Tearle Whitson and Jonathan Grove stroll across the rooftop of Microsoft’s Building 88. It’s one of the first sunny days of spring, and singing birds accompany the picture-postcard view of Washington state’s Cascade Mountains.
“This is one of the perks of the job,” says Whitson, taking a moment to survey the scene before climbing into the whirring, dark interior of one of the roof’s large, white air handlers. As nice as they can be, now rooftop field trips like this are few and far between.
Whitson and Grove have experienced a seismic shift in their workday since helping to develop Microsoft’s smart buildings tool. Two years ago, the two spent a lot of time climbing over rooftops, inspecting pump rooms and peering above ceiling tiles at variable air volume boxes.
“I used to spend 70 percent of my time gathering and compiling data and only about 30 percent of my time doing engineering,” Grove says. “Our smart buildings work serves up data for me in easily consumable formats, so now I get to spend 95 percent of my time doing engineering, which is great.”
Before Microsoft’s buildings leapt up the IQ curve, the duo’s home was on the so-called range. They’d move from building to building, camping out in each for two weeks at a time to inspect and tune it top to bottom before moving on to the next. It would take them five years to tune up all of the buildings on campus, and then they’d start the process all over again. Their tune-ups were making the buildings run more efficiently, saving the company around $250,000 annually – but the new data gold rush will help them save six times that much.
The duo now spend most of their time at the ROC, chewing on building data. Although they’re no longer camping out together tuning up Microsoft’s campus the old-fashioned way, the two have maintained the comfortable rapport and geeky banter they established working in the field.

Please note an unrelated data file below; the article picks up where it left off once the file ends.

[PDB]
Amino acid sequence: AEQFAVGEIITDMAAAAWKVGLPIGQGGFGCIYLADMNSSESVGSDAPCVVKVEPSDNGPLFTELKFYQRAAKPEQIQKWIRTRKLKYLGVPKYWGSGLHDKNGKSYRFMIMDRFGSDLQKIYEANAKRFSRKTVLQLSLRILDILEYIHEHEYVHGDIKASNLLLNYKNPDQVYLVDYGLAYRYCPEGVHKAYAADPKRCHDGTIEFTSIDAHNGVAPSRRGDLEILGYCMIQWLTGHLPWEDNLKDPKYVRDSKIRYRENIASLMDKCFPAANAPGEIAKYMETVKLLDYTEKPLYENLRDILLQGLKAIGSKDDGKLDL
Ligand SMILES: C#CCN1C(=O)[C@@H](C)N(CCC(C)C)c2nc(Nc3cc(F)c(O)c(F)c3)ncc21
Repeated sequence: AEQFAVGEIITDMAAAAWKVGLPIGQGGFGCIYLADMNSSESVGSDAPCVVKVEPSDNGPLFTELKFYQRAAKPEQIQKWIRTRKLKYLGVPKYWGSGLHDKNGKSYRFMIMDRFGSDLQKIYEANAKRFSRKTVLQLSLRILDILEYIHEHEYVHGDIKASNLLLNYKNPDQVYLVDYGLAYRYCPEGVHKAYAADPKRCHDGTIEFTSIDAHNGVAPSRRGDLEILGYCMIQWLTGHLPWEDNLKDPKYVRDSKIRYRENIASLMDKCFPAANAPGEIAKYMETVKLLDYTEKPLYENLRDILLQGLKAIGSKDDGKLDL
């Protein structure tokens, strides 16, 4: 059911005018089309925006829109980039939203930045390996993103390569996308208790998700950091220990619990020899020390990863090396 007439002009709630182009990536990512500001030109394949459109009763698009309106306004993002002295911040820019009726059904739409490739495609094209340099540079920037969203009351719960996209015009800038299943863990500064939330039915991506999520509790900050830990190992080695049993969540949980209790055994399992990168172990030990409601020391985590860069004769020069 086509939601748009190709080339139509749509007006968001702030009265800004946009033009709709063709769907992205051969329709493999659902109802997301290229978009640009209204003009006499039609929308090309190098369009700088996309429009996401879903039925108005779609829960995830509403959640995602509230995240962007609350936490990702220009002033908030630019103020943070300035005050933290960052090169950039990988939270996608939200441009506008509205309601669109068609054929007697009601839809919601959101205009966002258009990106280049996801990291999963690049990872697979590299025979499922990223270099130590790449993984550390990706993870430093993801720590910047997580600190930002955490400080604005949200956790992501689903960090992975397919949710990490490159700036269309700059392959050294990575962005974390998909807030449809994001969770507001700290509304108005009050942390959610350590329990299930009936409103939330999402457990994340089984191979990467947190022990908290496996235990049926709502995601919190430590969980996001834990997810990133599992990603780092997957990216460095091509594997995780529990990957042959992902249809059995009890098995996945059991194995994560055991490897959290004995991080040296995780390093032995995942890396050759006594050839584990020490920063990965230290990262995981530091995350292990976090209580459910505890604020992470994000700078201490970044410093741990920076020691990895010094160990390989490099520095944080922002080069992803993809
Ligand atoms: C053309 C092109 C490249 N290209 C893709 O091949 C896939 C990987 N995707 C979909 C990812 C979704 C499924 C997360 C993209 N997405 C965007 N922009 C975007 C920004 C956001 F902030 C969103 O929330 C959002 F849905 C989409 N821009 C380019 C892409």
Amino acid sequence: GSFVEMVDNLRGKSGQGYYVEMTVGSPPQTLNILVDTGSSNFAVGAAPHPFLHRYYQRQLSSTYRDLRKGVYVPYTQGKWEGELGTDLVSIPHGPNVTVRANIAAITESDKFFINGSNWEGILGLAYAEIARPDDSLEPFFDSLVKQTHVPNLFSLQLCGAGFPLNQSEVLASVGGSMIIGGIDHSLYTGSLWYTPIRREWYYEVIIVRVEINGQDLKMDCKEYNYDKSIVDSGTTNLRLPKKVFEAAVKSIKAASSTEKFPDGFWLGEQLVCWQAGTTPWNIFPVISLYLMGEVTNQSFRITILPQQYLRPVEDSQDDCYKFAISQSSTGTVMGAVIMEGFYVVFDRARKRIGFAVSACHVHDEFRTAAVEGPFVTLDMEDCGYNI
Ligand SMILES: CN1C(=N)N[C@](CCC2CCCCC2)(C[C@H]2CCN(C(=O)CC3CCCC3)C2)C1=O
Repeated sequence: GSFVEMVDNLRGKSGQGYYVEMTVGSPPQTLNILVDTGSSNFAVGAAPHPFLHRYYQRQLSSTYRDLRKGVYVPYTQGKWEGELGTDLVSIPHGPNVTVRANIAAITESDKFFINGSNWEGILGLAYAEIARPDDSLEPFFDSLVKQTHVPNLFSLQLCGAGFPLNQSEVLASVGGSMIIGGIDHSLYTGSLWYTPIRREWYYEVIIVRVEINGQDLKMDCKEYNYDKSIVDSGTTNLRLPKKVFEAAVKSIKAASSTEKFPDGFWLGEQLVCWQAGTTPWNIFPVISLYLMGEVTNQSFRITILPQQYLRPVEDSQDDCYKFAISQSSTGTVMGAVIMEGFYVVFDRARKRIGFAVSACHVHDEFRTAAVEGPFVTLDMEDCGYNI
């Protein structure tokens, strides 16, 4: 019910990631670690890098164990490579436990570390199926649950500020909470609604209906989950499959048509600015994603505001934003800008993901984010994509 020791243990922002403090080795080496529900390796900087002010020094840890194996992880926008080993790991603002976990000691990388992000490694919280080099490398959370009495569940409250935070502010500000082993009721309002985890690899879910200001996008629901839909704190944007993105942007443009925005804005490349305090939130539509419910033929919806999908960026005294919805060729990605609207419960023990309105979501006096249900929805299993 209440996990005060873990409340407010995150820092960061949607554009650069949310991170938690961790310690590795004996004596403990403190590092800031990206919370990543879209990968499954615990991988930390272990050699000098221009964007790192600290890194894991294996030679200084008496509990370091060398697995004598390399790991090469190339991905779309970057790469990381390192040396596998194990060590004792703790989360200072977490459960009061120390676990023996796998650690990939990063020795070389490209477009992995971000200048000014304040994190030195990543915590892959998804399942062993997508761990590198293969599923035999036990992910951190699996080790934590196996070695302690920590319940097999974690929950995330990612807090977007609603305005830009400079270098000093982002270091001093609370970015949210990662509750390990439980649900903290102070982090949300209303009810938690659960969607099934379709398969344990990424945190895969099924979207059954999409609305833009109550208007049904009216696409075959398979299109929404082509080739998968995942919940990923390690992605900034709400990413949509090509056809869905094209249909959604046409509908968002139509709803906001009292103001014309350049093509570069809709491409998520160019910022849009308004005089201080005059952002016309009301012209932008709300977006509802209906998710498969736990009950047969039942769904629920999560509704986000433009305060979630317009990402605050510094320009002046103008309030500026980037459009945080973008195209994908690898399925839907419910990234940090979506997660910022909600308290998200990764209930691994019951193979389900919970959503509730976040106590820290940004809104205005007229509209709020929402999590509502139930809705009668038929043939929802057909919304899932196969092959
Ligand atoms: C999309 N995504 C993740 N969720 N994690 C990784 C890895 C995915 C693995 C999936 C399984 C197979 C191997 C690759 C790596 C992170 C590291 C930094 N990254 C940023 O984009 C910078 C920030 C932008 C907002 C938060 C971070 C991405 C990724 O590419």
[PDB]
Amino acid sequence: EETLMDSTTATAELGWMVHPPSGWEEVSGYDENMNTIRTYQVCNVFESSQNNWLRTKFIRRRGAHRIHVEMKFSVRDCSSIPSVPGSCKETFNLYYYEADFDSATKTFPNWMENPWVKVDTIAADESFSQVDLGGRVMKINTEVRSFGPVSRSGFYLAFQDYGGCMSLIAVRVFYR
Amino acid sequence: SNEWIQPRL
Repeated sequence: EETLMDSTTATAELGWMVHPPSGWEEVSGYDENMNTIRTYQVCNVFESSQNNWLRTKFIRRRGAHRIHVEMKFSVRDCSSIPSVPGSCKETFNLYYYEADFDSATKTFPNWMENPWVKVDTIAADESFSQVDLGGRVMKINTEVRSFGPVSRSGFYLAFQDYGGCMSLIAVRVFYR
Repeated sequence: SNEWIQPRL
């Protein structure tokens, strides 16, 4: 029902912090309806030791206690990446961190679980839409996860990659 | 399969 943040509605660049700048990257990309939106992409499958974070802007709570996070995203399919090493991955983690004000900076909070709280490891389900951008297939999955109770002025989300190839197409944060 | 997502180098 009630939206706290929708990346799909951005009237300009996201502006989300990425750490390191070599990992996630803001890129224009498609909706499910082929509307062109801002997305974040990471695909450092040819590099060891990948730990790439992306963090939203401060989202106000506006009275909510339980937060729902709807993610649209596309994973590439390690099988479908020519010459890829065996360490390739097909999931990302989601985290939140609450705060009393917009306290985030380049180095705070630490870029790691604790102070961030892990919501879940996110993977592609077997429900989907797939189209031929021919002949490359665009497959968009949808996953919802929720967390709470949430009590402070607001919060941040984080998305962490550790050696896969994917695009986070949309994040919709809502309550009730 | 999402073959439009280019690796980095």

Facilities engineers such as Whitson and Grove think of the buildings they care for as living, breathing things. Just like the human body, buildings have a wealth of indicators that things are going well – or, in some cases, not so well. Also like the human body, small ailments can lead to much larger failures, and an ounce of prevention can lead to many pounds of cure.
And now, with the new data-driven software solution that the team built, they can do an even better job of managing the health of Microsoft’s buildings – they’ve gone from country doctors, tapping a patient’s knees with a rubber hammer, to specialists with an MRI machine who can examine every layer of the knee inside and out.
Still, Whitson says it can be a tad unnerving to take a building and its network of sensors online and watch as the software immediately discovers a host of inefficiencies.
“There is a little bit of a mindset among facilities engineers. Everybody is prideful, and they take such ownership of their buildings, that it’s hard for them to find out that there was a lot that they were missing. It was a humbling lesson I had to learn early on while doing this,” Whitson says. “We have to get the old-school technicians out there to understand that this is going to help them. This is not to say you’ve been doing it wrong – you’re doing fine. But you can go farther.”
Both are quick to tell you that Microsoft’s smart buildings solution has revolutionized the way they and their fellow engineers work.
“We had the perfect environment and people to put all the pieces together. Our solution is a little unique to Microsoft, but very applicable industry-wide,” Grove says.
Image courtesy of Microsoft
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